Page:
Pulley

A pulley, also called a sheave or a drum, is a mechanism composed of a wheel on an axle or shaft that may have a groove between two flanges around its circumference.[1] A rope, cable, belt, or chain usually runs over the wheel and inside the groove, if present. Pulleys are used to change the direction of an applied force, transmit rotational motion, or realize a mechanical advantage in either a linear or rotational system of motion. It is one of the six simple machines. Two or more pulleys together are called a block and tackle

A pulley is made from a wheel and a rope. It is used to make lifting easier. A single pulley changes the direction of the lifting force. For example, if you are lifting a heavy object with a single pulley anchored to the ceiling, you can pull down on the rope to lift the object instead of pushing up. The same amount of effort is needed as without a pulley, but it feels easier because you are pulling down. If you add a second pulley, the amount of effort to lift the heavy object is much less -- half as much. However, you will have to pull the rope further. A double pulley can help you to lift objects you could never lift without it.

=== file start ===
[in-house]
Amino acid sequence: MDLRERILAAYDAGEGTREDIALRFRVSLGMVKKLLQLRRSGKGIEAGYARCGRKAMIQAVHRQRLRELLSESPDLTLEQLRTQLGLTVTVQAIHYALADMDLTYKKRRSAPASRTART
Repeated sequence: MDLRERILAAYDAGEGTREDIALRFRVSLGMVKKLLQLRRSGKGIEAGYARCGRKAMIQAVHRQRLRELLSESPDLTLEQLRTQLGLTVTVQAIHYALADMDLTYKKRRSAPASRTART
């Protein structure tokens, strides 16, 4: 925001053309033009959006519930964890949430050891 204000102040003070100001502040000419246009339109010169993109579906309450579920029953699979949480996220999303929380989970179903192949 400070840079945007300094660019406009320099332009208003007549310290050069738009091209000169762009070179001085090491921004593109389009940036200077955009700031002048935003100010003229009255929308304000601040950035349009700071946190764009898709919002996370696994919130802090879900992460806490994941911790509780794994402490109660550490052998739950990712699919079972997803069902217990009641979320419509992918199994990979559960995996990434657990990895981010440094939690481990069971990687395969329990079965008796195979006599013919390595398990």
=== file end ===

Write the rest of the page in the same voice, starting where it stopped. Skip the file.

Overall, no matter how easy it is to use the pulley system, the system itself is not very efficient due to the force of friction. For example, one has to pull two meters of rope of cable through the pulleys in order to lift an object one meter.